My d asked me to make " that homemade mac & cheese that you used to make" for Easter. I nearly fell over. That happens to be a Paula Deen recipe!

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meadow

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Reply with quote  #18 
Hi Scaredmom (Badassmom!).

You are doing brilliantly.

My D had a huge problem with things being the same size. We increased her portion sizes very gradually as her anxiety was so high, and later on in refeeding rewards helped. Sometimes we broke her food into pieces so she couldn't tell that we had added a bit (although she would often put it back together like a jigsaw). Others here have done it in a less gradual way - you will find what's best for you.

Our D also had a really rigid thing about only drinking out of shot glasses. If we put the exact same amount of drink in a larger mug, she totally freaked out. We knocked this on the head one evening. It took over two hours and I was absolutely battered. But, we kept on insisting until she had drunk out of a normal-sized glass. (In hindsight I recommend plastic!) Although it was hideous, it broke the rigidity, and moved us forward. She tried to revert to the shot glasses again afterwards but it was much easier to overcome after that initial evening. I got a lot of support from this forum during that 2+ hours.

X Meadow
scaredmom

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Reply with quote  #19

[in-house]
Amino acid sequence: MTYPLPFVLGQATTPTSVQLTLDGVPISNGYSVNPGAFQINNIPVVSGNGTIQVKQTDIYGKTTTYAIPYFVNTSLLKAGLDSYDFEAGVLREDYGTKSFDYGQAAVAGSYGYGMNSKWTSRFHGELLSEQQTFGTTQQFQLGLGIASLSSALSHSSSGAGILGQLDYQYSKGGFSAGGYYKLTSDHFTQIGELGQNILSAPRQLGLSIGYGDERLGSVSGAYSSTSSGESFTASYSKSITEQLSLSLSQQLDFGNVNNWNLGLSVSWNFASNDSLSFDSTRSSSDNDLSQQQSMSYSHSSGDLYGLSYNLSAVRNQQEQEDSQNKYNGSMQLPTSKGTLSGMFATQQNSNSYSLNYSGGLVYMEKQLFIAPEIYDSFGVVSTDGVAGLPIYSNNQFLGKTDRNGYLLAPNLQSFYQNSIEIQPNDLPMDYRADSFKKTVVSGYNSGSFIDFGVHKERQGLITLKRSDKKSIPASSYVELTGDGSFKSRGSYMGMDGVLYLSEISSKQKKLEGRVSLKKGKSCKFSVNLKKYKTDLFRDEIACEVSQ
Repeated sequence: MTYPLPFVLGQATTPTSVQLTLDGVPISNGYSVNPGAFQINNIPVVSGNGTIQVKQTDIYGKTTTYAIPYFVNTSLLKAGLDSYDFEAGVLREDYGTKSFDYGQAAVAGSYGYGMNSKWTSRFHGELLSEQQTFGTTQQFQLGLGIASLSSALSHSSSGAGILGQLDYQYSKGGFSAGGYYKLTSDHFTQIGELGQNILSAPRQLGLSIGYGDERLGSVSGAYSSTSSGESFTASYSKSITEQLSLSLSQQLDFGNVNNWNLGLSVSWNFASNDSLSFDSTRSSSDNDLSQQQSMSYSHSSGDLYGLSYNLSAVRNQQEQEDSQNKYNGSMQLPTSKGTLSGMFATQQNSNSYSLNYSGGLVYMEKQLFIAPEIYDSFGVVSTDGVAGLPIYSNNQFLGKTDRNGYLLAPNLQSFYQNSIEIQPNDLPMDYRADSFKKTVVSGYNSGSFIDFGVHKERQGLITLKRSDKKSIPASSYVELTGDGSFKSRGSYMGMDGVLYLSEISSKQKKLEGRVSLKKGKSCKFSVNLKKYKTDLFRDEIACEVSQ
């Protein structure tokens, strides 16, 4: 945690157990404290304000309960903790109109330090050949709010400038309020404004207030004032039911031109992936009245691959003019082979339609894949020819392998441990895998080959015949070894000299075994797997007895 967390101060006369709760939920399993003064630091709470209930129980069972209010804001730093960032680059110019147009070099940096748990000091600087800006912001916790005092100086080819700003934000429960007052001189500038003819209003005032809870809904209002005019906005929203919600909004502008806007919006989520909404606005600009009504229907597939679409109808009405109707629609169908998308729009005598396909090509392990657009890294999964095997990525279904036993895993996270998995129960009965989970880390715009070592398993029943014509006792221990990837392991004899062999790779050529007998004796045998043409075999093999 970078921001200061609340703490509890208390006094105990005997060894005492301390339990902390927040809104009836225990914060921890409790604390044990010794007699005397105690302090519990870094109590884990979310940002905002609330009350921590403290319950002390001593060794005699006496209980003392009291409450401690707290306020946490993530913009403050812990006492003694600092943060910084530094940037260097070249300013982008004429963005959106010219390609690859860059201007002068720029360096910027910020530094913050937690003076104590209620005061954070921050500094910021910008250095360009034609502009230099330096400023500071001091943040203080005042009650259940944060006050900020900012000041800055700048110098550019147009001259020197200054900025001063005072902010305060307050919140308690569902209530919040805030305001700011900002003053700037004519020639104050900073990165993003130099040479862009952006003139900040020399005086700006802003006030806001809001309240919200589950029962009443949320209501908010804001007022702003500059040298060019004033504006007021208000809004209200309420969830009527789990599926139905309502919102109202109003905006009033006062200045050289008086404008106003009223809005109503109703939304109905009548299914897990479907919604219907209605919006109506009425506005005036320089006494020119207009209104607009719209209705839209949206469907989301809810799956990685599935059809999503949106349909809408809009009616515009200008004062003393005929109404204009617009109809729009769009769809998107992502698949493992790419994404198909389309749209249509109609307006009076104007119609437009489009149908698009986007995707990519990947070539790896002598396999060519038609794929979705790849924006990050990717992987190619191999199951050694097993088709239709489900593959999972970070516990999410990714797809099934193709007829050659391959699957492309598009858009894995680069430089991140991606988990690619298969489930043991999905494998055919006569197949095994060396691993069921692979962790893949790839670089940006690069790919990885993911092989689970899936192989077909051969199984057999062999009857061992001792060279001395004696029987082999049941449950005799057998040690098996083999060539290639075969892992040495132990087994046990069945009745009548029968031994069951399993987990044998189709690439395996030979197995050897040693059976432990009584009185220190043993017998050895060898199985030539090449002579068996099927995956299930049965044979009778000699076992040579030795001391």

Hi everyone thank you for supporting me. It has really helped me not to feel alone. Everyday brings a new challenge. Last night for snack dad gave it to her- he plated everything. She did not like it and wanted me to do it over. I just agreed with dad and she ate all under some duress.  She tried to leave 4 peanuts from the trail mix but I stood firm and she ate it.  She had a temper tantrum and threw a toy- that was OK. This morning for breakfast very angry at choices... then I gave her something else and she ate under stress again. I am so scared when she says "I will never forgive you" "you did this to me" " you took everything from me", that she means it and that I will lose her over time.... (so sad). Her anxiety over the morning food spills into other things like " now I can't get ready for school properly". Did any of you experience that? There is a bit of OCD personality traits too and perfectionism that I have read goes with this. She likes to go to bed at the same time every night and wakes up at the same time. She wants everything to "be the same". I think she finds comfort in the "Sameness" so she can control something when other things feel so out of control .  Does the thinking part get better? and when?  Therapist says only when weight restored they will talk to her about her thoughts why not do some talking to her now too?